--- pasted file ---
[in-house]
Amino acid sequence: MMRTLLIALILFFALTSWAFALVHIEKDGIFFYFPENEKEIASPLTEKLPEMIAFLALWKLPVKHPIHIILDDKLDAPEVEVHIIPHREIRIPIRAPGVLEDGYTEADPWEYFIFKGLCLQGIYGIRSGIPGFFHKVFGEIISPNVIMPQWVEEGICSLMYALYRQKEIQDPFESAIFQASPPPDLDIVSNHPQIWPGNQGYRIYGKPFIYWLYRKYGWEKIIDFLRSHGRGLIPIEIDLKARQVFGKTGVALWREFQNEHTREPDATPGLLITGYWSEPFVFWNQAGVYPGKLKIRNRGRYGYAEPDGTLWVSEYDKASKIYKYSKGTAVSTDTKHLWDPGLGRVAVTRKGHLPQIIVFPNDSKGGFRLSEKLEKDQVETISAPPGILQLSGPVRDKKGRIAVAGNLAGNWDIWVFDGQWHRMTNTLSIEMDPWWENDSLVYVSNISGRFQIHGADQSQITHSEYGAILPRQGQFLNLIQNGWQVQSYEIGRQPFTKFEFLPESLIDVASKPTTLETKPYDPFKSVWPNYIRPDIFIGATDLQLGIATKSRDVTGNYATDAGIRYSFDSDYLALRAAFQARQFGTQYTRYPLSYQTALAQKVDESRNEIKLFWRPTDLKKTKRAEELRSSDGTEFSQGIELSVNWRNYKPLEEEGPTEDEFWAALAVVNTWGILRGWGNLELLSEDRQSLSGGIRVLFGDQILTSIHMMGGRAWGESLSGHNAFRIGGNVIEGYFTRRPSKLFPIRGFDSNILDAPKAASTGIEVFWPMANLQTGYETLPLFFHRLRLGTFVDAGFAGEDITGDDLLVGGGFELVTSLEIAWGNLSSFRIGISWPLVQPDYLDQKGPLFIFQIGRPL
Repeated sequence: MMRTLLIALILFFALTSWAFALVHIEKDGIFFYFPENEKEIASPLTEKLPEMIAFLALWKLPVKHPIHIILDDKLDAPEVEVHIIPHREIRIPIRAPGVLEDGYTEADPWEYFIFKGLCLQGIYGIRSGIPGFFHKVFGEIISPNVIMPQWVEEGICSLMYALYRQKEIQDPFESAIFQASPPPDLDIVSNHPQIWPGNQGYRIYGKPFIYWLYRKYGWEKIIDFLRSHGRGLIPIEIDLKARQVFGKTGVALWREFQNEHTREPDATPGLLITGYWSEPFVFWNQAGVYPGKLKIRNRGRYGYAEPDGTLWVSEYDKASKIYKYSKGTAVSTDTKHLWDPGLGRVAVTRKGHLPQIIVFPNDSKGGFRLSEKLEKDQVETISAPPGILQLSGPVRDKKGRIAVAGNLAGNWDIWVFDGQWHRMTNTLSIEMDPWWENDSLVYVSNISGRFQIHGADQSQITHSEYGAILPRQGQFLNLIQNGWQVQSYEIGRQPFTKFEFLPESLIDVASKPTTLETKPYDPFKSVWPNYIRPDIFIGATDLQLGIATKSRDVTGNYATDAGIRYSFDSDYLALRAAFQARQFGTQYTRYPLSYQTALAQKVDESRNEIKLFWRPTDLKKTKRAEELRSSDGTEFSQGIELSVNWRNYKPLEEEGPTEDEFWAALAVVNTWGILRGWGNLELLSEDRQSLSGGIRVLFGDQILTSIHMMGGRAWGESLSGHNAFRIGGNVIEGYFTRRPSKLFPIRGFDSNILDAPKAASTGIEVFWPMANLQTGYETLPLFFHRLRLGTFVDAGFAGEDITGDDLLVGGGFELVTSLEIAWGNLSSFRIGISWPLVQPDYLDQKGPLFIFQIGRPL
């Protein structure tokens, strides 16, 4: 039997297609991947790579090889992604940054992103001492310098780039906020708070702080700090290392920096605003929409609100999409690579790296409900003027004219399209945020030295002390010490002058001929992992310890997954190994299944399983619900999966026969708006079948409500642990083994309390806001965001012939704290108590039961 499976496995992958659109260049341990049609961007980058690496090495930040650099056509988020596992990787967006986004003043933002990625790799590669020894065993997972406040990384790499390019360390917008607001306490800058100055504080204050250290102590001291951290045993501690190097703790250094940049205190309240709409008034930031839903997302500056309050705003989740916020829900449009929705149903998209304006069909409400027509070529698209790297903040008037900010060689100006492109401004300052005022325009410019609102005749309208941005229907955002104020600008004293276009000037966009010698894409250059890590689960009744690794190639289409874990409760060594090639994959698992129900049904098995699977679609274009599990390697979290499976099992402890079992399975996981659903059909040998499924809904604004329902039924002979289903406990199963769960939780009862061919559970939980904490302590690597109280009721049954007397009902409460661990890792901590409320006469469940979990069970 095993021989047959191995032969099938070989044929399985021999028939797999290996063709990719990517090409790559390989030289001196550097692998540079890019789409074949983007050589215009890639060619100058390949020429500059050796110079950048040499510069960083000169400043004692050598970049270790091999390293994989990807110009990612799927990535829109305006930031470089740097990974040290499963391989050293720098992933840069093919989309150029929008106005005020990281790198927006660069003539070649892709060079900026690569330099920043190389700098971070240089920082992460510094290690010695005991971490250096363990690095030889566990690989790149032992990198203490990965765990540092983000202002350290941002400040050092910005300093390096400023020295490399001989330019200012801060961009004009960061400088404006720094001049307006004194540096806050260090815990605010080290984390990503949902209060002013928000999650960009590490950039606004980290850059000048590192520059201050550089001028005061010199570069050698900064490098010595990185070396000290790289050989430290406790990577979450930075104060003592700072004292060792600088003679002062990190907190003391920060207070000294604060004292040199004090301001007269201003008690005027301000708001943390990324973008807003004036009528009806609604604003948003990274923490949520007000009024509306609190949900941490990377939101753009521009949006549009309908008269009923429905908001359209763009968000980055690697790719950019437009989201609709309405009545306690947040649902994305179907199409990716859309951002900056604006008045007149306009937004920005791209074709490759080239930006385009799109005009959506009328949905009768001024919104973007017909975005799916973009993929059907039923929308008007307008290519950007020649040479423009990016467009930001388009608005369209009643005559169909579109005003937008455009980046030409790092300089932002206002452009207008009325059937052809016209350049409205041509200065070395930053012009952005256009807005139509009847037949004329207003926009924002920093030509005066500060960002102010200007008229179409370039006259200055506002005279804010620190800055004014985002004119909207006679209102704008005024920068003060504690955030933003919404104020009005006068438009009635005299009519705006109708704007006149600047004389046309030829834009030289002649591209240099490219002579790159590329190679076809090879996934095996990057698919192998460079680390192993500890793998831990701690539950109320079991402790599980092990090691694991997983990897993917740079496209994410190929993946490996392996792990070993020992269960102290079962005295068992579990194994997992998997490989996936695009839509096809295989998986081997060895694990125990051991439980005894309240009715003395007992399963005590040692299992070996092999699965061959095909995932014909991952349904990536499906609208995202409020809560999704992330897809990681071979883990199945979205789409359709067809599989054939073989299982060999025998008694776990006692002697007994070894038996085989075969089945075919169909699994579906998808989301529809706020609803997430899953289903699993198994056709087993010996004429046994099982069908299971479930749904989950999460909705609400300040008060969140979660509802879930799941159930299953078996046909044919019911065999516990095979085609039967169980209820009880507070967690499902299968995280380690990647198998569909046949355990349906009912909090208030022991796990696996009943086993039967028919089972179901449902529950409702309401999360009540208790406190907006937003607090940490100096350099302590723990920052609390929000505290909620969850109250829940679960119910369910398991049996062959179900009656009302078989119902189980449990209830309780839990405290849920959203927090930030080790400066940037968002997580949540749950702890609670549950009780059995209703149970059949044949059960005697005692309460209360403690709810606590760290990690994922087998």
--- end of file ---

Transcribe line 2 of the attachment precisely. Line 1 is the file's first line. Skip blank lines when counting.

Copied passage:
Amino acid sequence: MMRTLLIALILFFALTSWAFALVHIEKDGIFFYFPENEKEIASPLTEKLPEMIAFLALWKLPVKHPIHIILDDKLDAPEVEVHIIPHREIRIPIRAPGVLEDGYTEADPWEYFIFKGLCLQGIYGIRSGIPGFFHKVFGEIISPNVIMPQWVEEGICSLMYALYRQKEIQDPFESAIFQASPPPDLDIVSNHPQIWPGNQGYRIYGKPFIYWLYRKYGWEKIIDFLRSHGRGLIPIEIDLKARQVFGKTGVALWREFQNEHTREPDATPGLLITGYWSEPFVFWNQAGVYPGKLKIRNRGRYGYAEPDGTLWVSEYDKASKIYKYSKGTAVSTDTKHLWDPGLGRVAVTRKGHLPQIIVFPNDSKGGFRLSEKLEKDQVETISAPPGILQLSGPVRDKKGRIAVAGNLAGNWDIWVFDGQWHRMTNTLSIEMDPWWENDSLVYVSNISGRFQIHGADQSQITHSEYGAILPRQGQFLNLIQNGWQVQSYEIGRQPFTKFEFLPESLIDVASKPTTLETKPYDPFKSVWPNYIRPDIFIGATDLQLGIATKSRDVTGNYATDAGIRYSFDSDYLALRAAFQARQFGTQYTRYPLSYQTALAQKVDESRNEIKLFWRPTDLKKTKRAEELRSSDGTEFSQGIELSVNWRNYKPLEEEGPTEDEFWAALAVVNTWGILRGWGNLELLSEDRQSLSGGIRVLFGDQILTSIHMMGGRAWGESLSGHNAFRIGGNVIEGYFTRRPSKLFPIRGFDSNILDAPKAASTGIEVFWPMANLQTGYETLPLFFHRLRLGTFVDAGFAGEDITGDDLLVGGGFELVTSLEIAWGNLSSFRIGISWPLVQPDYLDQKGPLFIFQIGRPL